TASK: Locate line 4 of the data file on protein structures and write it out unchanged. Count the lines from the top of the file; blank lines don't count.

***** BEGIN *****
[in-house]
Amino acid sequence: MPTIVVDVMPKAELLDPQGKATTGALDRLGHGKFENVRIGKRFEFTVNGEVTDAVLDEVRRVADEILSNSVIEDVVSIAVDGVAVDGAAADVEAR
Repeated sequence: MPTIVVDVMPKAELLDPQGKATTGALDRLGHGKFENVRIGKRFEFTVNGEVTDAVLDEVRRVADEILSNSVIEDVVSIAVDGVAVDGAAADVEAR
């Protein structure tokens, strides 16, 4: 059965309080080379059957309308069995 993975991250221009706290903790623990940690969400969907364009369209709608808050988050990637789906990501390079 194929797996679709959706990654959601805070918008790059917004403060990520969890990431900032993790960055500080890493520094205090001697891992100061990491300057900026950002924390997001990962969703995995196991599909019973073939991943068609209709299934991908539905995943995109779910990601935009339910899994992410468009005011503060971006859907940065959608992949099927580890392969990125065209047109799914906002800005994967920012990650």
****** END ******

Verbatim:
């Protein structure tokens, strides 16, 4: 059965309080080379059957309308069995 993975991250221009706290903790623990940690969400969907364009369209709608808050988050990637789906990501390079 194929797996679709959706990654959601805070918008790059917004403060990520969890990431900032993790960055500080890493520094205090001697891992100061990491300057900026950002924390997001990962969703995995196991599909019973073939991943068609209709299934991908539905995943995109779910990601935009339910899994992410468009005011503060971006859907940065959608992949099927580890392969990125065209047109799914906002800005994967920012990650």